The study joins a family of 30 other well-established international ageing studies that are the most influential studies in the world on ageing issues. Based on a survey of 17,000 people, the study seeks to assess impact of social reforms on the lives of people in the world’s largest ageing society. What I found incidentally of interest from the graphic, was the increasing time take to complete the questionnaire with age.
According to this article in the SCMP, the first major report from this baseline survey will be released today by Peking University in Beijing, however it does not yet seem to be available on their website.
The China Health and Retirement Longitudinal Study (CHARLS) is a landmark survey of the middle-aged and elderly in China. It aims to measure the existence and impact of these social safety nets at both the household and community levels. It interviewed one person per household aged above 45 and their spouses to track the participants into retirement. The researchers will conduct follow-up study every two years, with the second one scheduled to begin this summer.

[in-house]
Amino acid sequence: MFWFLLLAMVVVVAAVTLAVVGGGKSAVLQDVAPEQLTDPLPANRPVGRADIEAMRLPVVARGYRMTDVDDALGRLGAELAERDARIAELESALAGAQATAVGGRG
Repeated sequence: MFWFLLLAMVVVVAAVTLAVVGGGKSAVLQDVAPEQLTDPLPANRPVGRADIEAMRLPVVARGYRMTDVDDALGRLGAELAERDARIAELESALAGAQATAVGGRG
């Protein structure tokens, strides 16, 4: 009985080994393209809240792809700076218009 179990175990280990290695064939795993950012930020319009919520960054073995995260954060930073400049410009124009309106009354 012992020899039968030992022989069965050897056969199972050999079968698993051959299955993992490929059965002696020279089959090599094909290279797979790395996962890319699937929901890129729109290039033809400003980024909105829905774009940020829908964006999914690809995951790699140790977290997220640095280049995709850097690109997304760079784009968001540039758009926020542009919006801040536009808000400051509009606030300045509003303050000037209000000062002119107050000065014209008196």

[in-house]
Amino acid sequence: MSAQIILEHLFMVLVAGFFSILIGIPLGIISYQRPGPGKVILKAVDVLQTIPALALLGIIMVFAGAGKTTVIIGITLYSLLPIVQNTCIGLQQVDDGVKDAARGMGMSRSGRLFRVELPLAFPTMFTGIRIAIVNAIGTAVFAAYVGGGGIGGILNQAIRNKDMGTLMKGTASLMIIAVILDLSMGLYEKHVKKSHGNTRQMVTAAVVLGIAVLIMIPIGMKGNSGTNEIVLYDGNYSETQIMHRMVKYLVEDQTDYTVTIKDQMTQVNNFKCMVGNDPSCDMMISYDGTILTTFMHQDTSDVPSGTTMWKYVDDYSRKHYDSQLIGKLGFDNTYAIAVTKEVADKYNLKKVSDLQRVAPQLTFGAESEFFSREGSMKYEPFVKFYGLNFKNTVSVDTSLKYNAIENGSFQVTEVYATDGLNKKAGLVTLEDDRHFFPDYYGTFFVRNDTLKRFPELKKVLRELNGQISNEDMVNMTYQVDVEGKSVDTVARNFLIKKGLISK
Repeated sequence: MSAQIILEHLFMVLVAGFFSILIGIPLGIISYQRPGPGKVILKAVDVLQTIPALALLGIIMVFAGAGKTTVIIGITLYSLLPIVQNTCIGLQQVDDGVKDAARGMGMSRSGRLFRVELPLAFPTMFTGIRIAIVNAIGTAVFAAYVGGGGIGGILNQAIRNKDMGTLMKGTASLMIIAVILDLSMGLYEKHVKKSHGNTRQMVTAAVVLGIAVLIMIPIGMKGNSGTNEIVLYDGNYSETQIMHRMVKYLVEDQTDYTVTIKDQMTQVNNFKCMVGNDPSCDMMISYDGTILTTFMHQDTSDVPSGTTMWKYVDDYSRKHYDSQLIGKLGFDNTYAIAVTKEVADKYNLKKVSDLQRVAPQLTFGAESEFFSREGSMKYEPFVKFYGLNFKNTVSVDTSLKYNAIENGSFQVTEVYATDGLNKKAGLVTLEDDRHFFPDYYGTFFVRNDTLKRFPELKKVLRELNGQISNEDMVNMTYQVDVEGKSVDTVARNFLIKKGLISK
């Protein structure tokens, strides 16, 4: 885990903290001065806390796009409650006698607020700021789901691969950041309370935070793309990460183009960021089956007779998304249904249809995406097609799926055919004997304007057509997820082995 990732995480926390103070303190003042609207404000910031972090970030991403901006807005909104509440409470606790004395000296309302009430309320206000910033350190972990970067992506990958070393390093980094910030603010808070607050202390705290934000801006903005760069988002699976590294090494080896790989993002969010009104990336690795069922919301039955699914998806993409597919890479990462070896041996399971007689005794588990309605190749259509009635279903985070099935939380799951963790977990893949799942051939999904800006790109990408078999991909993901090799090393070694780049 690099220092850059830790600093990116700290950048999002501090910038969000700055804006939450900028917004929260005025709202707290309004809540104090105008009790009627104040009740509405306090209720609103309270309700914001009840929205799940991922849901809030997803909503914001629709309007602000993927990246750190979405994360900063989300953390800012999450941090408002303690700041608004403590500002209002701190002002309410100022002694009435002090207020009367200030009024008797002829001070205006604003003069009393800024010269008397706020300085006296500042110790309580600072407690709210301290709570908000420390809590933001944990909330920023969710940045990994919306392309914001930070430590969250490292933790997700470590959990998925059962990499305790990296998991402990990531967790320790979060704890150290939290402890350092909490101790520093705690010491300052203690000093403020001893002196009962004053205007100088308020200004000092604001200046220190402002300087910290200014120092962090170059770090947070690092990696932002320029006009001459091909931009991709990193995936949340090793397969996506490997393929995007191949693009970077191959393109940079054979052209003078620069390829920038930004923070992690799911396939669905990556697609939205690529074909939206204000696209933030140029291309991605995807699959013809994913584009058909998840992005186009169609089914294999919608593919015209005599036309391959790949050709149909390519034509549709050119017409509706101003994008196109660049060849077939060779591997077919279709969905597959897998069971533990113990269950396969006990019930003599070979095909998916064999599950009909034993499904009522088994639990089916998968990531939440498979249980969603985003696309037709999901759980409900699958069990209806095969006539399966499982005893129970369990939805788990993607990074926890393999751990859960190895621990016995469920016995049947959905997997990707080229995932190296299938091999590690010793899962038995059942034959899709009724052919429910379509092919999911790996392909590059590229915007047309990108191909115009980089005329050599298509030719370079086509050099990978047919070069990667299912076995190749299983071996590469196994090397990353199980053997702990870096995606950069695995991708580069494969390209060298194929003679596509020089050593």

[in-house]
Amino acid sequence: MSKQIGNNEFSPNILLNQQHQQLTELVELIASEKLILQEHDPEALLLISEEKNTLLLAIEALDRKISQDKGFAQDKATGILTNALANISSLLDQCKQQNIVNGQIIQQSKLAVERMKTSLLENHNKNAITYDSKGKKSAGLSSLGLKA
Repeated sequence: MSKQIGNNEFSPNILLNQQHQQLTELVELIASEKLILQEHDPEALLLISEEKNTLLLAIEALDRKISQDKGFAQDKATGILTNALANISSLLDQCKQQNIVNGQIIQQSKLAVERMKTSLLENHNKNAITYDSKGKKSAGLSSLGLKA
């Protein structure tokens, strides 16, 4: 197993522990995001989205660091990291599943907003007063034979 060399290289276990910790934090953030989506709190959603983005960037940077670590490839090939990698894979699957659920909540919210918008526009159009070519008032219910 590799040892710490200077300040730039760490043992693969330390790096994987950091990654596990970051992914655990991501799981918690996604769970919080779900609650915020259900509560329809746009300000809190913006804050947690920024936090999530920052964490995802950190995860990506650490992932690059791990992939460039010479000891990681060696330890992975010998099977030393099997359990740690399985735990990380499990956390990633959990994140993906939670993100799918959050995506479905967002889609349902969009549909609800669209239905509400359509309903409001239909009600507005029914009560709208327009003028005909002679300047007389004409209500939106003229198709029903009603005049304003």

Sister surveys, which share key principles and features, are also in Mexico, England, Ireland, Costa Rica, New Zealand, Indonesia, South Korea, India, Thailand, Japan, and Europe (as a 19-country network survey).